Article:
[e]ven though the decedent's car at the time of the accident was headed in the direction away from Homestead Plant and the gates at the Edgar Thompson Plant that were open, Your Referee finds the decedent was in transit either to or from the Edgar Thompson plant, and was thus furthering the interest of his employer and in the scope of his employment.
We cannot say that this is an unreasonable inference,*fn1 when it is considered in light of the following facts (which we have determined to be based upon substantial evidence): Decedent had left his home at approximately
[ 108 Pa. Commw. Page 3857]
:30 a.m. The accident occurred within decedent's normal working hours of 8:00 a.m. to 5:00 p.m. Decedent was authorized to travel between the two plants at any time. While the accident occurred on a public road, decedent was only 350 feet from a gate at the Edgar Thompson plant.
[ 108 Pa. Commw. Page 386]
Section 301(c)(1) of the Act, 77 P.S. § 411(1) provides, in pertinent part: "The term 'injury arising in the course of . . . employment,' as used in this article, . . . shall include all . . . injuries sustained while the employe is actually engaged in the furtherance of the business or affairs of the employer, whether upon the employer's premises or elsewhere. . . ." (Emphasis added.) We have held that the scope of employment for a traveling employee is necessarily broader than that of an ordinary employee. Shreckengost v. Workmen's Compensation Appeal Board, 43 Pa. Commonwealth Ct. 587, 403 A.2d 165 (1979).*fn2 In addition, when an employee starts out on the business of his employer and is later fatally injured, a presumption arises that the employee was engaged in the furtherance of employer's business at the time of his death. Aluminum Co. of America v. Workmen's Compensation Appeal Board, 33 Pa. Commonwealth Ct. 33, 380 A.2d 941 (1977). Provided that there is no evidence of the employee having abandoned the employer's business, minor deviations which are "inconsequential or innocent departures from the course of employment will not bar compensation." Workmen's Page 386} Compensation Appeal Board v. Borough of Plum, 20 Pa. Commonwealth Ct. 35, 40, 340 A.2d 637, 640 (1975). (Citation omitted.)
In the case before us, we are faced with an employee, required to travel between plants on a regular basis, who met his untimely death some 350 yards from his Employer's premises. Indeed, his vehicle came to rest against the fence surrounding Employer's plant. He was headed away from both of the plants where he normally worked (although the referee found that he would occasionally also travel to Monroeville or downtown Pittsburgh offices). Neither party was able to discover the reason for decedent's direction of travel. The referee inferred from the evidence that decedent was acting within the scope of his employment and Employer did not introduce evidence that would lead to a conclusion that his unexplained deviation from his expected route of travel constituted an abandonment of its interests. In considering these facts, we are mindful of our Supreme Court's pronouncement that the Act, "being remedial in nature and intended to benefit the Pennsylvania worker, . . . must be liberally construed to effectuate its humanitarian objectives." Krawchuk v. Philadelphia Electric Co., 497 Pa. 115, 120, 439 A.2d 627, 630 (1981) (Citations omitted.) We conclude that the referee did not err as a matter of law in finding that decedent was within the scope of the employment when he was killed on June 1, 1982.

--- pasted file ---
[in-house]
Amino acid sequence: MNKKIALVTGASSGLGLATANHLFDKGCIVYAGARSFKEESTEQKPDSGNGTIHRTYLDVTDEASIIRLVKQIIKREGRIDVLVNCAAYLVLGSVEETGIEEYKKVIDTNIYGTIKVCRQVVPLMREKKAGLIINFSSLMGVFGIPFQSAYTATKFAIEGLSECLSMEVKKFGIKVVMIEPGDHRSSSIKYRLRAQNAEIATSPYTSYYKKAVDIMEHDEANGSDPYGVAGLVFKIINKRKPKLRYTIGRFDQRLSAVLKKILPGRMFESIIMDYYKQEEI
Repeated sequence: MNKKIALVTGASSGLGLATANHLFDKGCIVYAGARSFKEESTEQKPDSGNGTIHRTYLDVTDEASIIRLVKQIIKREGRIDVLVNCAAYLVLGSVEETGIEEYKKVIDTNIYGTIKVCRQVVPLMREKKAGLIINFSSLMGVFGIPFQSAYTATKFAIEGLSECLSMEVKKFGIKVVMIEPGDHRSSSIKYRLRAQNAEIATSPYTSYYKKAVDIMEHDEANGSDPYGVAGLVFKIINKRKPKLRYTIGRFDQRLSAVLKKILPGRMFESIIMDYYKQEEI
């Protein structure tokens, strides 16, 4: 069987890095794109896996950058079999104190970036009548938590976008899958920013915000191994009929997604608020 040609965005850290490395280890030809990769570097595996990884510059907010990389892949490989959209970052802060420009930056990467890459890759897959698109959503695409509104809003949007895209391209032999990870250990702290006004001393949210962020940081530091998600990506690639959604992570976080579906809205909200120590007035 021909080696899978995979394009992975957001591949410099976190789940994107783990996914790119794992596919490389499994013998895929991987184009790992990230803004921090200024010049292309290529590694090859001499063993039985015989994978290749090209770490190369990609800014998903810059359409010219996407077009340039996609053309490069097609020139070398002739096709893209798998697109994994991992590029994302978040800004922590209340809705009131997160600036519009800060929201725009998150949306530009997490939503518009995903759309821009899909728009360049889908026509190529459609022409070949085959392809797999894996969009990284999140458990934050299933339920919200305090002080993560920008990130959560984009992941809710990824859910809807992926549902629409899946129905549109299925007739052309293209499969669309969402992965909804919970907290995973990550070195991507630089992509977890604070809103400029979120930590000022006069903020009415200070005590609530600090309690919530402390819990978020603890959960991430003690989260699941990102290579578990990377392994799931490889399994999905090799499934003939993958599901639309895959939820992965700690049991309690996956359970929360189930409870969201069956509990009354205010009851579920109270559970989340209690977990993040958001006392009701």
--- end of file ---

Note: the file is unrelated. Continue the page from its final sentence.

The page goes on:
Consistent with the foregoing, we reverse the Order of the Workmen's Compensation Appeal Board and reinstate the referee's award.
And Now, this 12th day of August, 1987, the order of the Workmen's Compensation Appeal Board, dated May 30, 1986, is reversed, and the referee's award of fatal claim benefits to Petitioner is reinstated.